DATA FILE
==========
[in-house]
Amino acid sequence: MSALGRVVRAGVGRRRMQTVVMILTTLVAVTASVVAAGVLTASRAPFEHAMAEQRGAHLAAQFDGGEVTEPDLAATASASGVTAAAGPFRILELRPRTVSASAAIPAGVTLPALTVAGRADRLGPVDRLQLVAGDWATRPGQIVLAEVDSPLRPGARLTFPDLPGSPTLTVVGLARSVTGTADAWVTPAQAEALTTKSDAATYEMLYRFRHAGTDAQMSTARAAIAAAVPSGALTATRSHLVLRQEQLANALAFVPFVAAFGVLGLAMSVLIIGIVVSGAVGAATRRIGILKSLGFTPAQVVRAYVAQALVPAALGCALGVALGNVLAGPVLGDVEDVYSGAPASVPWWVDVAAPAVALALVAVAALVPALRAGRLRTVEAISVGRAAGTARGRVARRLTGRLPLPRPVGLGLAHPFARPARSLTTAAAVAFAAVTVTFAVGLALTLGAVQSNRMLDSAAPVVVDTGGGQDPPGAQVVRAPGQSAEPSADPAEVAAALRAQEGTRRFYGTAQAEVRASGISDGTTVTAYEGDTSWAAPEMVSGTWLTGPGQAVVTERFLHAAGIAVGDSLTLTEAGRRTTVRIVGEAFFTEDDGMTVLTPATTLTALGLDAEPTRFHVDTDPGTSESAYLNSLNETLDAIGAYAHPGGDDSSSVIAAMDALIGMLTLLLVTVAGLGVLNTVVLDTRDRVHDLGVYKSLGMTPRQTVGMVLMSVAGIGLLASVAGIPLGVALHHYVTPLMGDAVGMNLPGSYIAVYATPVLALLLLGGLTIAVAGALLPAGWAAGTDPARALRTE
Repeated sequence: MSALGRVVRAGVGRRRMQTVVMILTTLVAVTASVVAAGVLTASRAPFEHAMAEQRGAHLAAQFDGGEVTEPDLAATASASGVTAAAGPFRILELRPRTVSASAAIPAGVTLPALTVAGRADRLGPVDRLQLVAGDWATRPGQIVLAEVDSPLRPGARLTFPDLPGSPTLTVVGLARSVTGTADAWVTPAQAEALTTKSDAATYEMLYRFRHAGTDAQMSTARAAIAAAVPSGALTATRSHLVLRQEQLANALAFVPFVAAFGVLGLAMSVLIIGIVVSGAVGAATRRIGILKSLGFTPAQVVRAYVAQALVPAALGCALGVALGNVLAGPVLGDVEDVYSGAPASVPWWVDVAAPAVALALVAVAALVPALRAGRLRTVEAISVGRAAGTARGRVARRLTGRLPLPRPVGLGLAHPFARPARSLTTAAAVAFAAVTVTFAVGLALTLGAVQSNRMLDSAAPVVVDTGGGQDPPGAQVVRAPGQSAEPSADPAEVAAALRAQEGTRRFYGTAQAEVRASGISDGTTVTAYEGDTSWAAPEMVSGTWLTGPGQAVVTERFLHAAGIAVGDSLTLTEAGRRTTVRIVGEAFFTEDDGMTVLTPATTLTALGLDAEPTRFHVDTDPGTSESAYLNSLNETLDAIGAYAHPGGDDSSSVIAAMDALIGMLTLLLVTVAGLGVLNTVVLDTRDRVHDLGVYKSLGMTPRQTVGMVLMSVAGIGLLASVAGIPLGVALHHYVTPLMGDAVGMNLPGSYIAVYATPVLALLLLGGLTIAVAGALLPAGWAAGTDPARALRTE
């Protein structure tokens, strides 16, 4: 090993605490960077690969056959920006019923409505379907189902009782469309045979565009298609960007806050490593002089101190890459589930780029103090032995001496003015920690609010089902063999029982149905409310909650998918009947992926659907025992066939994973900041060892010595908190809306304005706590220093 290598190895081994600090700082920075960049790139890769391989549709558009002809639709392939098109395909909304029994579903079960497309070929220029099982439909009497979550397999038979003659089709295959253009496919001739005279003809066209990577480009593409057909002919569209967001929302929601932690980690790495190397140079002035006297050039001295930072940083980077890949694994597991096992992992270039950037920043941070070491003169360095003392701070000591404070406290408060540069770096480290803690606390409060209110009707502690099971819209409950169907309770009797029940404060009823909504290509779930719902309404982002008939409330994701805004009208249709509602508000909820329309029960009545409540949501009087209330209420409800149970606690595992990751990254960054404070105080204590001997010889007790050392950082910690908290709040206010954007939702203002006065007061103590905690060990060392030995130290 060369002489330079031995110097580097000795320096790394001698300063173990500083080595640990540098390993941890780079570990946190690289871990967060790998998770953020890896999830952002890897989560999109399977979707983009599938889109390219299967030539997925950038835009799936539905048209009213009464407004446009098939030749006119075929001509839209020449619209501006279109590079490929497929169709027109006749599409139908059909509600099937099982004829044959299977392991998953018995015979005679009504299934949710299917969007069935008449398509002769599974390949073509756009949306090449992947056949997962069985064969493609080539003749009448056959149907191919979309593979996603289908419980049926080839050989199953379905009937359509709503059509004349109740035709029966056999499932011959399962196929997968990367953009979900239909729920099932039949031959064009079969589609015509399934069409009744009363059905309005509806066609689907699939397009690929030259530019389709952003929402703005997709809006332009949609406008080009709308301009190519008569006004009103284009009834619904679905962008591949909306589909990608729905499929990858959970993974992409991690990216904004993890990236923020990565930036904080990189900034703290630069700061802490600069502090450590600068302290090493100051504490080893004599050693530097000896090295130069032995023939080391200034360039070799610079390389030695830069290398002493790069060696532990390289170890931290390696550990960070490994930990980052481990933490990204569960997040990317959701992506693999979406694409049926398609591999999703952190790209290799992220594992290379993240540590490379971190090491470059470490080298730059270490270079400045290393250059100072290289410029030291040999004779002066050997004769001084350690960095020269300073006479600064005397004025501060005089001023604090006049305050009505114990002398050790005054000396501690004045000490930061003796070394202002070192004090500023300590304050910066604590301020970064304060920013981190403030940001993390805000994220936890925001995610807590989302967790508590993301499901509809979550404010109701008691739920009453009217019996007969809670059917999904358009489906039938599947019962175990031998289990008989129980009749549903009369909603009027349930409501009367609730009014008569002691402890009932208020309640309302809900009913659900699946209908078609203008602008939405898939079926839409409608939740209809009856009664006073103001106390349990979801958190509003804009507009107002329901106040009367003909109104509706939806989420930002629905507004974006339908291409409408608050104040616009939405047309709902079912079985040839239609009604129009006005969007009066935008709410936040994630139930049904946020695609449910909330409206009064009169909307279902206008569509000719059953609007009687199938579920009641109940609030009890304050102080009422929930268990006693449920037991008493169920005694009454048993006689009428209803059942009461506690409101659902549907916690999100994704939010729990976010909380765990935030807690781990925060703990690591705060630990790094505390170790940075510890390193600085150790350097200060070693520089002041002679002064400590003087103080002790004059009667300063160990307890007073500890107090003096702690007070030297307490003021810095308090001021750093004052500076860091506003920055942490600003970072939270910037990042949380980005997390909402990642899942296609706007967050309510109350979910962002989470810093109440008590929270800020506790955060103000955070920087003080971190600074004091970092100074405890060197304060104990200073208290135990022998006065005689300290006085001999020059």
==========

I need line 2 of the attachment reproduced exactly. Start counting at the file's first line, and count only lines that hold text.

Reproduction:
Amino acid sequence: MSALGRVVRAGVGRRRMQTVVMILTTLVAVTASVVAAGVLTASRAPFEHAMAEQRGAHLAAQFDGGEVTEPDLAATASASGVTAAAGPFRILELRPRTVSASAAIPAGVTLPALTVAGRADRLGPVDRLQLVAGDWATRPGQIVLAEVDSPLRPGARLTFPDLPGSPTLTVVGLARSVTGTADAWVTPAQAEALTTKSDAATYEMLYRFRHAGTDAQMSTARAAIAAAVPSGALTATRSHLVLRQEQLANALAFVPFVAAFGVLGLAMSVLIIGIVVSGAVGAATRRIGILKSLGFTPAQVVRAYVAQALVPAALGCALGVALGNVLAGPVLGDVEDVYSGAPASVPWWVDVAAPAVALALVAVAALVPALRAGRLRTVEAISVGRAAGTARGRVARRLTGRLPLPRPVGLGLAHPFARPARSLTTAAAVAFAAVTVTFAVGLALTLGAVQSNRMLDSAAPVVVDTGGGQDPPGAQVVRAPGQSAEPSADPAEVAAALRAQEGTRRFYGTAQAEVRASGISDGTTVTAYEGDTSWAAPEMVSGTWLTGPGQAVVTERFLHAAGIAVGDSLTLTEAGRRTTVRIVGEAFFTEDDGMTVLTPATTLTALGLDAEPTRFHVDTDPGTSESAYLNSLNETLDAIGAYAHPGGDDSSSVIAAMDALIGMLTLLLVTVAGLGVLNTVVLDTRDRVHDLGVYKSLGMTPRQTVGMVLMSVAGIGLLASVAGIPLGVALHHYVTPLMGDAVGMNLPGSYIAVYATPVLALLLLGGLTIAVAGALLPAGWAAGTDPARALRTE